OSLO, Norway — Academic and practical attention to the discipline of fact-checking has burst into the mainstream. Many fact-checkers got their start in 2016, scrutinizing the U.S. presidential election, and the International Fact-Checking Network was founded just one year earlier.
With the coinciding emergence of thousands of research articles on misinformation, disinformation and fact-checking, many academics and fact-checkers are asking one question: How does this help?
To kick off the ninth iteration of the fact-checking conference GlobalFact, a panel of researchers, professors and working fact-checkers gathered Wednesday in Oslo to discuss the divide between research and practice.
“Academic research is not always written in a language that is easy to understand or that’s very illuminating,” said Lucas Graves, a professor of journalism and mass communication at the University of Wisconsin-Madison. “Academics don’t always focus their research on the kinds of practical questions that are really, urgently important to real-world organizations in the field.”
Fact-checkers on the panel expressed a desire for replications of some of the studies that have been carried out in the United States and Western Europe, but not in the rest of the world.
“Don’t assume that results will be the same in different political and cultural contexts,” Graves tweeted shortly after the discussion. “More research on misinformation and fact-checking in offline media remain hugely important across the global south and global north. Don’t look for answers only under the lamppost, I.e. social media.”
“Having these kinds of conversations — between academics and people who are doing the work — is really worthwhile,” said Georgetown professor Leticia Bode, who studies misinformation on social media.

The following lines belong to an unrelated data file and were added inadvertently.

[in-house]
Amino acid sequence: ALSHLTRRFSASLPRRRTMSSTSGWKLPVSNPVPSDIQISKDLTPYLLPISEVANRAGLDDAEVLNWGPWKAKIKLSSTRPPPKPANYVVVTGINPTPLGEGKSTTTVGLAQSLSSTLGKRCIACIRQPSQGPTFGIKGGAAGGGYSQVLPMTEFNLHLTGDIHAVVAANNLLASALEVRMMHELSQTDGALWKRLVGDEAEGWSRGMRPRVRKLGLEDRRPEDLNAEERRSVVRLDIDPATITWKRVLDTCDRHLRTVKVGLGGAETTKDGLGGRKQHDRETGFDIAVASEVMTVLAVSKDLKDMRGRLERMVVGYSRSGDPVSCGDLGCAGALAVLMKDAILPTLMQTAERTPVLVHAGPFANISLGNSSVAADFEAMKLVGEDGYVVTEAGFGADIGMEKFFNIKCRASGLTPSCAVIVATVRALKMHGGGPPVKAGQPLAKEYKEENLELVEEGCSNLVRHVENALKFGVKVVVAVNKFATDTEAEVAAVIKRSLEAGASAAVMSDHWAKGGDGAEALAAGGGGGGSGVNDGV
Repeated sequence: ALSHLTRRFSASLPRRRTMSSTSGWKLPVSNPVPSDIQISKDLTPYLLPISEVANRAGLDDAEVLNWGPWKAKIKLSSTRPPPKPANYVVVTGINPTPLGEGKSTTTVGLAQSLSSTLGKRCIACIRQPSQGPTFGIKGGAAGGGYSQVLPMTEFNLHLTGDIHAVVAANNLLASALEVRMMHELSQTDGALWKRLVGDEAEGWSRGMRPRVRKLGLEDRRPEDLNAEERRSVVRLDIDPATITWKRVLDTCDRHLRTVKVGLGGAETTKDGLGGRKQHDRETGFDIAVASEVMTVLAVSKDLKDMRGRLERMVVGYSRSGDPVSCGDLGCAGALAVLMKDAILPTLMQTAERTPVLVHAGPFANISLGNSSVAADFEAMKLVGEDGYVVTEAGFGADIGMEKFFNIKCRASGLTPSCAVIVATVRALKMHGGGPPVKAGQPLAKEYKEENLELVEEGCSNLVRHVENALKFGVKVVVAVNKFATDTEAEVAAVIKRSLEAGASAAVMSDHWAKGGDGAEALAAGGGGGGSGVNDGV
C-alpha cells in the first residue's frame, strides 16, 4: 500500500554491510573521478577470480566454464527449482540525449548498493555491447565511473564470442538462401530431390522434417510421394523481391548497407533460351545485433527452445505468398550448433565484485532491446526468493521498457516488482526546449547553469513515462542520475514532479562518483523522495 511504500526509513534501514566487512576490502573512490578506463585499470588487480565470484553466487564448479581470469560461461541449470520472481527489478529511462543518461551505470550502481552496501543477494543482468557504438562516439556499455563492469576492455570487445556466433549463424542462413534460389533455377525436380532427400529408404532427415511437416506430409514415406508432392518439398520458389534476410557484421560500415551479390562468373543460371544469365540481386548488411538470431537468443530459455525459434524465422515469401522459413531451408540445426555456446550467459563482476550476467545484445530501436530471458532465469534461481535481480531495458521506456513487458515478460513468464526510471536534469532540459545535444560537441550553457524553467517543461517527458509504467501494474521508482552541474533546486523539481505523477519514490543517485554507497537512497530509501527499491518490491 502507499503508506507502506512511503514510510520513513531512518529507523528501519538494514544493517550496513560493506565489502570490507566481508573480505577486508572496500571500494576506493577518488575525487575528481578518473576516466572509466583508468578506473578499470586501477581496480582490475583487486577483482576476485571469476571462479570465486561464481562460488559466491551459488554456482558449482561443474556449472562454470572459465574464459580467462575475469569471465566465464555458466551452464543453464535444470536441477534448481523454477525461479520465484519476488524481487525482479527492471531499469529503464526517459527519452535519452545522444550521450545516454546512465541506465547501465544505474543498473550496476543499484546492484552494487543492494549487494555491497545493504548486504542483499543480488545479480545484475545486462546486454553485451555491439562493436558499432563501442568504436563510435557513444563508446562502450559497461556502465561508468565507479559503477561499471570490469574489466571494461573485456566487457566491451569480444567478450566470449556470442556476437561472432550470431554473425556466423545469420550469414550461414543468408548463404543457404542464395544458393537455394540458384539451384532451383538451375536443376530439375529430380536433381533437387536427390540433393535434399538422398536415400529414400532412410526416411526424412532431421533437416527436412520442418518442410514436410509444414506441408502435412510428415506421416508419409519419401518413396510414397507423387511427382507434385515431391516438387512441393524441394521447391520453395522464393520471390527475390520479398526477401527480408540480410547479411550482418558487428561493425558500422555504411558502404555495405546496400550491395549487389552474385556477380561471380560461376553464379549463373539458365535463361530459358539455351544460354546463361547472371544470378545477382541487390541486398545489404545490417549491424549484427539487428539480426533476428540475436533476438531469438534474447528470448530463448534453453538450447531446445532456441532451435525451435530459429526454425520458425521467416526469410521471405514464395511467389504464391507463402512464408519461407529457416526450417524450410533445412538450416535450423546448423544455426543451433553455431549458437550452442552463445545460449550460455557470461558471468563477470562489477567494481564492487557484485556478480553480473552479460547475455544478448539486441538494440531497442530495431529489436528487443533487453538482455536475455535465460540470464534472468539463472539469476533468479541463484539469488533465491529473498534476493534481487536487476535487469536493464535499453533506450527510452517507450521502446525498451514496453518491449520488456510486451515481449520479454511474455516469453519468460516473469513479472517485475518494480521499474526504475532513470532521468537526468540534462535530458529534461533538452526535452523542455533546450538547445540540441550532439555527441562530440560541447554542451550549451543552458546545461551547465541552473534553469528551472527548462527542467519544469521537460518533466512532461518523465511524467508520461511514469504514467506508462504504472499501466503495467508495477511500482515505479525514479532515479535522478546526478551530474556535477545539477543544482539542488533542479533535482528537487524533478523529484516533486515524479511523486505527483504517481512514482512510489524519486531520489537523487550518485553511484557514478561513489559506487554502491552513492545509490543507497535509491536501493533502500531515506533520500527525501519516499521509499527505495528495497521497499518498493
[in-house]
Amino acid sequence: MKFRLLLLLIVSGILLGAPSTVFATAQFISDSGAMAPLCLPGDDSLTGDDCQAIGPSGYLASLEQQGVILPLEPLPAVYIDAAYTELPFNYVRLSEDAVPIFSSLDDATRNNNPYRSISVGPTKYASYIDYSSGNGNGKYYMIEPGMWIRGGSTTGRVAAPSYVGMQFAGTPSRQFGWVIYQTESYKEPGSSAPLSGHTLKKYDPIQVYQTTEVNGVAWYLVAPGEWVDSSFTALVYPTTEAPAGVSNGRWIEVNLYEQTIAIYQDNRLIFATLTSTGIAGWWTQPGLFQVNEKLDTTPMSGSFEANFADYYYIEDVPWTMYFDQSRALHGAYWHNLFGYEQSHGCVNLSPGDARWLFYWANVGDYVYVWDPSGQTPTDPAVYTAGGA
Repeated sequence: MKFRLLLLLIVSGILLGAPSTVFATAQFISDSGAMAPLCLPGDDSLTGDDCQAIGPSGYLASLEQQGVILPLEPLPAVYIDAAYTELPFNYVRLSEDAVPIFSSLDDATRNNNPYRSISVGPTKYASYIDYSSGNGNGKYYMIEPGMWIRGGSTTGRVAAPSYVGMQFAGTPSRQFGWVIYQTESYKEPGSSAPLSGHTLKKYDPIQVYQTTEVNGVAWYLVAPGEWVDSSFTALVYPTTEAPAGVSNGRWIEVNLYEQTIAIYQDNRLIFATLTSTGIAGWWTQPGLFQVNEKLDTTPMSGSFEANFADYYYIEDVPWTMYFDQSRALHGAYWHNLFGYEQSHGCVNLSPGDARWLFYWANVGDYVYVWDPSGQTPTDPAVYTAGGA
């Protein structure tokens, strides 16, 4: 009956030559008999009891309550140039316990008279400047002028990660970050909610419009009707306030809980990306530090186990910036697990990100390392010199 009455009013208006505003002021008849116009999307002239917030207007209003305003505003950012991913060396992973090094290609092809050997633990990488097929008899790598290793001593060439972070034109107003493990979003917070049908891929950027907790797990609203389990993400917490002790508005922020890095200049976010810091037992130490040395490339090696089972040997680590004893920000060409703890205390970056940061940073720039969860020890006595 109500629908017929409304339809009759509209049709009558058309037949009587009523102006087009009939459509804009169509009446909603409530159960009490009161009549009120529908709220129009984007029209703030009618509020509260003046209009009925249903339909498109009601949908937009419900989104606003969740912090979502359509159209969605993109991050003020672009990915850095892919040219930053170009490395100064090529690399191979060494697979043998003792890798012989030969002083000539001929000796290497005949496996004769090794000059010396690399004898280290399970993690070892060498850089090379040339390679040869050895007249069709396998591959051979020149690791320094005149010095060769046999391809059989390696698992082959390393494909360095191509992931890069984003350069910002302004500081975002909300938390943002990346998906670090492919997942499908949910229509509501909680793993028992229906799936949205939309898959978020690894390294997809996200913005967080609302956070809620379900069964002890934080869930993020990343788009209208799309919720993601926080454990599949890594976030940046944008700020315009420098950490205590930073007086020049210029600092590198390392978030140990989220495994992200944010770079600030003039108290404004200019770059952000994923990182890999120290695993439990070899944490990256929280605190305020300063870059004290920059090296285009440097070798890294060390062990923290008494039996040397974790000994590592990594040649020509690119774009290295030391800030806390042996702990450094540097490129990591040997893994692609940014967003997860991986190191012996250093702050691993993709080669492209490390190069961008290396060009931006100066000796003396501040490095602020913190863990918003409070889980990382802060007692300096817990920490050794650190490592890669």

Another theme of discussion, in addition to extracting practical use from academic studies, was how much more research needs to be done.
“In addition to having very little information about sustained impacts (of fact-checking) and impacts on groups of people over time, we have almost nothing on how often particular people encounter fact checks in the wild,” Graves said.
Other panelists included Olivia Sohr, impact director at Chequeado;, Hlalani Gumpo, impact manager at Africa Check; Hlalani Gumpo; and Tijana Cvjetićanin, head of research at Zašto ne.
Joan Donovan, research director of the Shorenstein Center on Media, Politics and Public Policy, kicked off the day’s events with a keynote about what facts actually are and how they pertain to power and politics. Donovan discussed the importance of in-group symbology in online memes as well as the far-right group the Proud Boys and the comedian Sam Hyde, who is known for internet hoaxes following mass shootings.
A group of lecturers also spoke successively about technology and fact-checking, presenting interesting data on factors that determine engagement success among publications that publish variations on the same story, as well as on automated fact-checking research.
In the afternoon, there were panels on the influence of social media platforms on the ability to identify, verify and disseminate fact checks; an examination of future fact-checking research necessities; and a panel discussing fact-checking as a discipline from multiple angles, including “contexts, actors, practices tools, funding and regions.”
GlobalFact 9 continues on Thursday with an opening keynote conversation between Anne Applebaum, a Pulitzer-winning journalist and historian, and Neil Brown, president of The Poynter Institute, with introductory comments from International Fact-Checking director Baybars Örsek.